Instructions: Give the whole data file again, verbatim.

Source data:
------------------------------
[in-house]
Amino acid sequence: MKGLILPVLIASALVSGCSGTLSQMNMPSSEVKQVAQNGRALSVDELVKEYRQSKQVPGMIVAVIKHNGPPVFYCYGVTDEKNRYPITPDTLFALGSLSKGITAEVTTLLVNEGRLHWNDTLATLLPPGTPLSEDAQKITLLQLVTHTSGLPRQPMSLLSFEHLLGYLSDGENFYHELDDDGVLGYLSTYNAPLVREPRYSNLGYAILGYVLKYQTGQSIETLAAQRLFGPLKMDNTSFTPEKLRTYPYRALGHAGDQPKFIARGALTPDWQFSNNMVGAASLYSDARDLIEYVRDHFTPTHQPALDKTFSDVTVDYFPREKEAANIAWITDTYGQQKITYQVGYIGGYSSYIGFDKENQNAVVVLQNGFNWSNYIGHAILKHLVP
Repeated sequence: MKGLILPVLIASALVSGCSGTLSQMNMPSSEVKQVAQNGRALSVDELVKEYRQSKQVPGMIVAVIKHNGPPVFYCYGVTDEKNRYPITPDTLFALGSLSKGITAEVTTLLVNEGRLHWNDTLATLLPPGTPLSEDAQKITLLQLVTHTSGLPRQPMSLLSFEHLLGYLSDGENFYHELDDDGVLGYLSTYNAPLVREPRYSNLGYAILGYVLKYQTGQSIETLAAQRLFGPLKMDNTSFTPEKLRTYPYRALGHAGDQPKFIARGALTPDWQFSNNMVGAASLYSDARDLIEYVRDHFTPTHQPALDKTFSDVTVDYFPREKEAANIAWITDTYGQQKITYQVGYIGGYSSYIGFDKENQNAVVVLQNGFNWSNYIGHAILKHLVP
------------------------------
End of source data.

[in-house]
Amino acid sequence: MKGLILPVLIASALVSGCSGTLSQMNMPSSEVKQVAQNGRALSVDELVKEYRQSKQVPGMIVAVIKHNGPPVFYCYGVTDEKNRYPITPDTLFALGSLSKGITAEVTTLLVNEGRLHWNDTLATLLPPGTPLSEDAQKITLLQLVTHTSGLPRQPMSLLSFEHLLGYLSDGENFYHELDDDGVLGYLSTYNAPLVREPRYSNLGYAILGYVLKYQTGQSIETLAAQRLFGPLKMDNTSFTPEKLRTYPYRALGHAGDQPKFIARGALTPDWQFSNNMVGAASLYSDARDLIEYVRDHFTPTHQPALDKTFSDVTVDYFPREKEAANIAWITDTYGQQKITYQVGYIGGYSSYIGFDKENQNAVVVLQNGFNWSNYIGHAILKHLVP
Repeated sequence: MKGLILPVLIASALVSGCSGTLSQMNMPSSEVKQVAQNGRALSVDELVKEYRQSKQVPGMIVAVIKHNGPPVFYCYGVTDEKNRYPITPDTLFALGSLSKGITAEVTTLLVNEGRLHWNDTLATLLPPGTPLSEDAQKITLLQLVTHTSGLPRQPMSLLSFEHLLGYLSDGENFYHELDDDGVLGYLSTYNAPLVREPRYSNLGYAILGYVLKYQTGQSIETLAAQRLFGPLKMDNTSFTPEKLRTYPYRALGHAGDQPKFIARGALTPDWQFSNNMVGAASLYSDARDLIEYVRDHFTPTHQPALDKTFSDVTVDYFPREKEAANIAWITDTYGQQKITYQVGYIGGYSSYIGFDKENQNAVVVLQNGFNWSNYIGHAILKHLVP